FOR MORE INFORMATION ABOUT BERLIN PROGRAM, you may contact Professor Fedtke at firstname.lastname@example.org; Professor Pitts at email@example.com; or Karl-Michael Schmidt at firstname.lastname@example.org; Extensive additional information is available on the Program's web site maintained by Humboldt University: http://ifa.rewi.hu-berlin.de/. You may also contact Maria Landry for further information about the program at email@example.com.
The History of Humboldt University (formerly The University of Berlin)
Humboldt University is located in the heart of historic Berlin and within short walking distance to Museum Island (Berlin's primary museum complex, including the Pergamon Museum and the Egyptian collection), Gendarmenmarkt, the Brandenburg Gate, the Tiergarten, the Reichstag, the Chancellery, Potsdamer Platz with the Sony Center, Checkpoint Charlie and the wonderful shopping on Friedrichstrasse.
The University's first building was the former palace of a Prussian King. That original historic building is now occupied by the Humboldt Law Faculty, where the summer program classrooms and administrative offices are located. The Law Faculty building adjoins Bebelplatz, the historic open square that was the site of the infamous book-burning in 1933.
Humboldt University was founded in 1810 as the University of Berlin. The University's founder, Wilhelm von Humboldt, created an educational model which made the University of Berlin the "mother of all modern universities." This model spread throughout the world over the following 150 years.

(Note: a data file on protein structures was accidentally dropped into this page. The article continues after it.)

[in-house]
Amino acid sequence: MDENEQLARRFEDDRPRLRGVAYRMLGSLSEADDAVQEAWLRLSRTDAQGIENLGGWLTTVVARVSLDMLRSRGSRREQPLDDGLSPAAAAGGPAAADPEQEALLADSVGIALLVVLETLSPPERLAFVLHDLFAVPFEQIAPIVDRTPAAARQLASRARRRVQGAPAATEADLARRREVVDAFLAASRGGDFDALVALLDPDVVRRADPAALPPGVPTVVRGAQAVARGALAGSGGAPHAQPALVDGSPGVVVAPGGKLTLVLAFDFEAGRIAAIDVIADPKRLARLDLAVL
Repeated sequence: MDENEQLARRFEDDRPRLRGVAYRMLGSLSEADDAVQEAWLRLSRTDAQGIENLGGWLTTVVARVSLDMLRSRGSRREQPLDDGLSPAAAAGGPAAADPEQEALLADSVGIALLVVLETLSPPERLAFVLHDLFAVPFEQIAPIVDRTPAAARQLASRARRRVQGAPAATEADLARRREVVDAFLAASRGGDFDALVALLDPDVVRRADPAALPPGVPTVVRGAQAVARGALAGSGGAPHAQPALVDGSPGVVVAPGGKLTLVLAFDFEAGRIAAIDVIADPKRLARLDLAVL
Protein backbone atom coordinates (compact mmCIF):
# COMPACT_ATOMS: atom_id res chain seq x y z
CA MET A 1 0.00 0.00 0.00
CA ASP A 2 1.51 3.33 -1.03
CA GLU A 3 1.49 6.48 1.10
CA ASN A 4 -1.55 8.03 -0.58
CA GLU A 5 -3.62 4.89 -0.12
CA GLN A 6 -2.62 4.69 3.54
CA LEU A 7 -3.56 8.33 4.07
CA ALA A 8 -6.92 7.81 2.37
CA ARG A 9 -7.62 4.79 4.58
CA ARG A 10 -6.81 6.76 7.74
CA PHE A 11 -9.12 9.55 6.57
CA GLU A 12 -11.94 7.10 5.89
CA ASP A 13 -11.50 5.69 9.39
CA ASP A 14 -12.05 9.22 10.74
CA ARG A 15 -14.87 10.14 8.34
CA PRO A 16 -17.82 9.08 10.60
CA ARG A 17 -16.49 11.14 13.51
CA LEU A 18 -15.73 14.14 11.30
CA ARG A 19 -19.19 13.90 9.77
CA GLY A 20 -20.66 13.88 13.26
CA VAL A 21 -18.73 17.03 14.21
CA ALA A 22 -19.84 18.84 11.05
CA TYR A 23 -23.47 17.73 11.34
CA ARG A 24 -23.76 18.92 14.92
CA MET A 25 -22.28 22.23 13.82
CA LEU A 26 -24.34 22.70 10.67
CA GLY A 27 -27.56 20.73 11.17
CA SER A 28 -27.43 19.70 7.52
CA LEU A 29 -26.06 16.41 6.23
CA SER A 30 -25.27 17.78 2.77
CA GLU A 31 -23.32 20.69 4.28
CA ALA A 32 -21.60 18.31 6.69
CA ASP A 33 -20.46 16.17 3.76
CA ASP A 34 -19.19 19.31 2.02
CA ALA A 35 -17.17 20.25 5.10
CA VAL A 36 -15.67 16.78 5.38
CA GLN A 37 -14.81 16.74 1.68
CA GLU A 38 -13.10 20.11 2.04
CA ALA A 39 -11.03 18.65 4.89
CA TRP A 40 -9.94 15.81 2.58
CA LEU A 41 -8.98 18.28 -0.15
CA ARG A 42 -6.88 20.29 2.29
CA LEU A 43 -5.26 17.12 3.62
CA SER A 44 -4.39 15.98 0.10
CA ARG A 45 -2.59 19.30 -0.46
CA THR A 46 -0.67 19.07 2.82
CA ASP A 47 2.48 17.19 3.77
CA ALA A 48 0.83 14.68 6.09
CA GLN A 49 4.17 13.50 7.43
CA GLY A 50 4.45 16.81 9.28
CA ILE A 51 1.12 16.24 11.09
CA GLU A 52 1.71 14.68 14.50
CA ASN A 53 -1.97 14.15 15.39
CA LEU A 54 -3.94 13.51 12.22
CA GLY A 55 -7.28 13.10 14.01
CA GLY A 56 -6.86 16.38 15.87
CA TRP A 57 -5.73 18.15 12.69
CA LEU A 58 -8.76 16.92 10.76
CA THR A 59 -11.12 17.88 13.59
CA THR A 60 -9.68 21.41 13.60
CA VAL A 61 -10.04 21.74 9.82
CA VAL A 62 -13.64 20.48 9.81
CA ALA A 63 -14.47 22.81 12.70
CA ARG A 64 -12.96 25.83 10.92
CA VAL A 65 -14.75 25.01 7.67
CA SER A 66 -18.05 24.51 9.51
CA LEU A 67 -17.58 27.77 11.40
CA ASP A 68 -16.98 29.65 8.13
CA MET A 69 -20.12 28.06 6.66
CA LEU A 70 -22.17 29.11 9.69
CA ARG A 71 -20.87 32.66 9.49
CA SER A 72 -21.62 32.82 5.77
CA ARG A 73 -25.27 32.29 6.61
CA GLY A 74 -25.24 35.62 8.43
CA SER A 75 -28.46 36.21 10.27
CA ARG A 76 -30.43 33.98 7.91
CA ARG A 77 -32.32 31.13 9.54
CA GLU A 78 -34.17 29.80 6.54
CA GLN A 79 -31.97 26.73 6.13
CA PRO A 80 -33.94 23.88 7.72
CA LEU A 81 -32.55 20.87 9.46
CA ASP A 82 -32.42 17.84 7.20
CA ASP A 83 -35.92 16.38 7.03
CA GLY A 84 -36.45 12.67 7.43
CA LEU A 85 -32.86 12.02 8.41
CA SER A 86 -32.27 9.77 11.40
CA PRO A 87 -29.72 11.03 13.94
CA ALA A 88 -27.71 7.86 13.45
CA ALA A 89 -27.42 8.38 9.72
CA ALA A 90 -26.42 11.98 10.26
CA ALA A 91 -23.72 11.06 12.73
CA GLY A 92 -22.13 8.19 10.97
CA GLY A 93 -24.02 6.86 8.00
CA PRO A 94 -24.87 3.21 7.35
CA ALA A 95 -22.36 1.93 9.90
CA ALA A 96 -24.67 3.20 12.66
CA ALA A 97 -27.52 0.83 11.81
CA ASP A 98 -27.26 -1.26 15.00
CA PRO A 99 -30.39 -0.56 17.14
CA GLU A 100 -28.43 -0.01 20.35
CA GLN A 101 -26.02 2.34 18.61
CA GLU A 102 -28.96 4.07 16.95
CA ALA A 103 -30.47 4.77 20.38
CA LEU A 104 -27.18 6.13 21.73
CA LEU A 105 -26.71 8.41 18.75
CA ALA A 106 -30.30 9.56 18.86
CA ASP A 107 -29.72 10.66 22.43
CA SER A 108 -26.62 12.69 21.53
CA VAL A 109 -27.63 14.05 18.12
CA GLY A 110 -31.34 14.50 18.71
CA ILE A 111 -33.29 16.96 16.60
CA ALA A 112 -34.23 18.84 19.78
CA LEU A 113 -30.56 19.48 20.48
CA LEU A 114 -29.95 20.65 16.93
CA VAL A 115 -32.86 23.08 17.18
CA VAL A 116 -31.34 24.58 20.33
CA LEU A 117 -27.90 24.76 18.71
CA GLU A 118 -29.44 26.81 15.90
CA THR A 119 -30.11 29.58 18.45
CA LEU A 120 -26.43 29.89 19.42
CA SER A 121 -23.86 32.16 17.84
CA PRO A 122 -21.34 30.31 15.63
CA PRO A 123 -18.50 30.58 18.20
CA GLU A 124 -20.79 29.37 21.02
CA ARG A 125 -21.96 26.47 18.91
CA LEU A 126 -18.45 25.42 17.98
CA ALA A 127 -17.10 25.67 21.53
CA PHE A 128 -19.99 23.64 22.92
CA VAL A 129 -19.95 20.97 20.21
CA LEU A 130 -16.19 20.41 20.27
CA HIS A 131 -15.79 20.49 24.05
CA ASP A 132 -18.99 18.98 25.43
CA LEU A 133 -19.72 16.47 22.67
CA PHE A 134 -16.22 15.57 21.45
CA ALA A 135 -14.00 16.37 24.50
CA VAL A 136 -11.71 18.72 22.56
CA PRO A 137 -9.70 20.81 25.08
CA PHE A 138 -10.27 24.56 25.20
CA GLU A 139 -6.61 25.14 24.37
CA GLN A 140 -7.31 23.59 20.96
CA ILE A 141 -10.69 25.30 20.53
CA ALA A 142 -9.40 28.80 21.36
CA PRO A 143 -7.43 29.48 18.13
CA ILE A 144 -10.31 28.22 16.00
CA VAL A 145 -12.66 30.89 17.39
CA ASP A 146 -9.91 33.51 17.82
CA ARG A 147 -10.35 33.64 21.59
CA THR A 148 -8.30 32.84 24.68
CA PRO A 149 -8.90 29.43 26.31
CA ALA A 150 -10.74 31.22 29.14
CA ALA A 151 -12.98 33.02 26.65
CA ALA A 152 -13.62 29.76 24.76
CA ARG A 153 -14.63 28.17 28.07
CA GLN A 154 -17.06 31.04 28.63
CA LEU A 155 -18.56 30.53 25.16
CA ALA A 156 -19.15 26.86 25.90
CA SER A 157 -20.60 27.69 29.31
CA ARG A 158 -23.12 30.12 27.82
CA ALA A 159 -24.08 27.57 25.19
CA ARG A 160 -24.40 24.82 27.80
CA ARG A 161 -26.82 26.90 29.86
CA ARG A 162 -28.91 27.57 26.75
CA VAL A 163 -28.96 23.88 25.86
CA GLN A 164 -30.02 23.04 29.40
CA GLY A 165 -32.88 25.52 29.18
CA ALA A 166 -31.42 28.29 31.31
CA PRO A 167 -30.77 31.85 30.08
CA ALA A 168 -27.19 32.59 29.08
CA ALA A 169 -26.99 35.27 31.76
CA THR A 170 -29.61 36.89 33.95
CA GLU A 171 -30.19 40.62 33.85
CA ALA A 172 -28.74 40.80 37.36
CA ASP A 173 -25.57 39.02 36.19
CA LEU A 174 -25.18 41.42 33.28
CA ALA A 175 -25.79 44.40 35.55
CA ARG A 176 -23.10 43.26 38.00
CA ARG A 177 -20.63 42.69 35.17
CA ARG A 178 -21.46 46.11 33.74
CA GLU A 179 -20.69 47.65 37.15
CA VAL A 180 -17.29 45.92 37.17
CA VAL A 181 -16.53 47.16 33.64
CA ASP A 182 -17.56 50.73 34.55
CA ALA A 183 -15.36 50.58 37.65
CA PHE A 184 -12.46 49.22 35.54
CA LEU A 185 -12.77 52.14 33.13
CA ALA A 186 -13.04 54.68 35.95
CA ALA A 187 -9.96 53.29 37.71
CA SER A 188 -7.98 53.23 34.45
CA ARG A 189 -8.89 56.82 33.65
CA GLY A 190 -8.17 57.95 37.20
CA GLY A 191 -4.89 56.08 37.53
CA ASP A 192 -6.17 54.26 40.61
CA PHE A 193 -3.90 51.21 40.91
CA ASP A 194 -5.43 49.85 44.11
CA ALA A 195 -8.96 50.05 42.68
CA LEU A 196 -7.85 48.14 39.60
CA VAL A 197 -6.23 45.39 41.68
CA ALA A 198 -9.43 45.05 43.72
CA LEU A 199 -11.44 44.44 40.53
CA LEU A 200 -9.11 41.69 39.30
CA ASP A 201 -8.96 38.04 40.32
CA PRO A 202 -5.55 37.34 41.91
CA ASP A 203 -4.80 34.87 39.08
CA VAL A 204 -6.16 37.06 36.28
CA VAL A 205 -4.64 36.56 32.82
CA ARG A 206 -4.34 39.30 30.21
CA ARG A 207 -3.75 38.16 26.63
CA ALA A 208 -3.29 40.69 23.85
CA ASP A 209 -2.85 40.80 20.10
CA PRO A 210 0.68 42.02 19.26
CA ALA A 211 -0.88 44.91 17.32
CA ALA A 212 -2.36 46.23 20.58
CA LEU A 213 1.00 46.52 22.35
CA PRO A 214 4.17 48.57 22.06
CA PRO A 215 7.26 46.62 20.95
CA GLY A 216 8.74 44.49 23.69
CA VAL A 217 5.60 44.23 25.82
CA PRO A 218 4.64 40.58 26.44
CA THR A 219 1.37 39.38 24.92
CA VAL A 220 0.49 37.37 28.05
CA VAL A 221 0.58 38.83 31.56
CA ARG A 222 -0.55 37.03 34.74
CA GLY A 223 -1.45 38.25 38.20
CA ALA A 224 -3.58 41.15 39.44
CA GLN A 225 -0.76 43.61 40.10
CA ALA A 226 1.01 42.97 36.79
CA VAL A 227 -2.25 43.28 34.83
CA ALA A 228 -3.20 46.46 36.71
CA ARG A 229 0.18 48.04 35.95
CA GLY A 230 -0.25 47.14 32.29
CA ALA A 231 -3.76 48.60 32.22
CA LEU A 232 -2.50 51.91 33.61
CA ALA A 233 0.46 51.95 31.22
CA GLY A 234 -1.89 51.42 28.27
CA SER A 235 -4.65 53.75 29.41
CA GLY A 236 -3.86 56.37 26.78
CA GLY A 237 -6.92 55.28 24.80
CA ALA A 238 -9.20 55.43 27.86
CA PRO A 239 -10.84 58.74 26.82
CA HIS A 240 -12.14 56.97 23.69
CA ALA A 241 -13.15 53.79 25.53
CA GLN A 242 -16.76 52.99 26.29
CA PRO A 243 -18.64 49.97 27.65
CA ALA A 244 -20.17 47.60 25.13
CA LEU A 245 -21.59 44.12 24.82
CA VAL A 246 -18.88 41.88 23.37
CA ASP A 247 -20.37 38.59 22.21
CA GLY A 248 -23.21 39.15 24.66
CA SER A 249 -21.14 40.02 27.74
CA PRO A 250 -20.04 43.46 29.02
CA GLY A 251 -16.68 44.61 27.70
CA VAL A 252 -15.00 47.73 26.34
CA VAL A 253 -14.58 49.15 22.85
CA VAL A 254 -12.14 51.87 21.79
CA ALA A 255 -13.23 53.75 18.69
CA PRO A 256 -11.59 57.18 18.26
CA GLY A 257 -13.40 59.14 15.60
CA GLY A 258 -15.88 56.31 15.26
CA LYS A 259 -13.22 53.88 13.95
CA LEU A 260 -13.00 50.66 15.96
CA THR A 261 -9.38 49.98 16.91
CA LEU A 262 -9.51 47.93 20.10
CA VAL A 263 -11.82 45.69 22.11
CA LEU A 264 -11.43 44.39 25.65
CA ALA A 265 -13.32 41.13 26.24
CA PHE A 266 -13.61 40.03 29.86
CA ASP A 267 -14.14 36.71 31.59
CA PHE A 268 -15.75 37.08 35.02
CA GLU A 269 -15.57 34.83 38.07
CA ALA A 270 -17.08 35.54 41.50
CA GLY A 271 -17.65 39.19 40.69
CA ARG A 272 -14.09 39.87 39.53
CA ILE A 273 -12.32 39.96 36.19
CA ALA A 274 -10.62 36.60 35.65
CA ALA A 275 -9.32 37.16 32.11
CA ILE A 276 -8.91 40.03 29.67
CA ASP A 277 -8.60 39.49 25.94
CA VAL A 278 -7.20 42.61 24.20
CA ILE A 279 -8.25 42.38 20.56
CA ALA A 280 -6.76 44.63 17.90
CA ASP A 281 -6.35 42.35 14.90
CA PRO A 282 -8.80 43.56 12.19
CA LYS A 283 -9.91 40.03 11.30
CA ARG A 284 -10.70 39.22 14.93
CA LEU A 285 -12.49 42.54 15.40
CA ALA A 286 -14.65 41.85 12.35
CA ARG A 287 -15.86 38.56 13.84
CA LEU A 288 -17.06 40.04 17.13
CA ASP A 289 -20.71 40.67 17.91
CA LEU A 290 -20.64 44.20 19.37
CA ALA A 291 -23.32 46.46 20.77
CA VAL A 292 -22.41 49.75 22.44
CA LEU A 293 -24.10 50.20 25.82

The second Humboldt brother, Alexander von Humboldt, was the most renowned natural scientist of his era. One science historian said that in 1800 he was the most recognized person in the world with the exception of Napoleon. Alexander von Humboldt's influence led to the creation of the modern model of scientific education in the fields of physics, chemistry and mathematics.
After its founding, the University of Berlin rapidly gained recognition as one of Europe's outstanding universities and has been home to many of the world's greatest thinkers of the past two centuries and 29 Nobel Prize winners. At one point in the last century more than half of all Nobel prizes had been awarded to Humboldt alumni and professors, including Max Born, Paul Ehrlich, Albert Einstein, Hermann Fischer, James Franck, Fritz Haber, Werner Heisenberg, Robert Koch, Max Planck and Erwin Schrodinger.
Other notable Humboldt alumni and professors include legal theorist Karl Friedrich von Savigny; composer Felix Mendelssohn; philosophers Friedrich Engels, Johann Gottlieb Fichte, G.W.F. Hegel, Herbert Marcuse, Karl Marx, and Arthur Schopenhauer; theologians Alexander Altmann, Bruno Bauer, Dietrich Bonhoeffer, Abraham Joshua Heschel, Friedrich Schelling, Friedrich Schleiermacher, and Menachem Mendel Schneerson; writers W.E.B. DuBois, Jacob and Wilhelm Grimm, Heinrich Heine and Heinrich Mann; and politicians and activists Michelle Bachele (President of Chile), Azmi Bishara (Arab-Israeli politician), Otto von Bismarck (first German chancellor), Robert Havemann (co-founder of the European Union and leading GDR dissident), Max Huber (international lawyer and diplomat), and European unifier Robert Schuman. The current Chancellor of Germany, Angela Merkel, was a chemistry professor at Humboldt before entering politics, and Bernard Schlink, the author of The Reader, still holds a position there.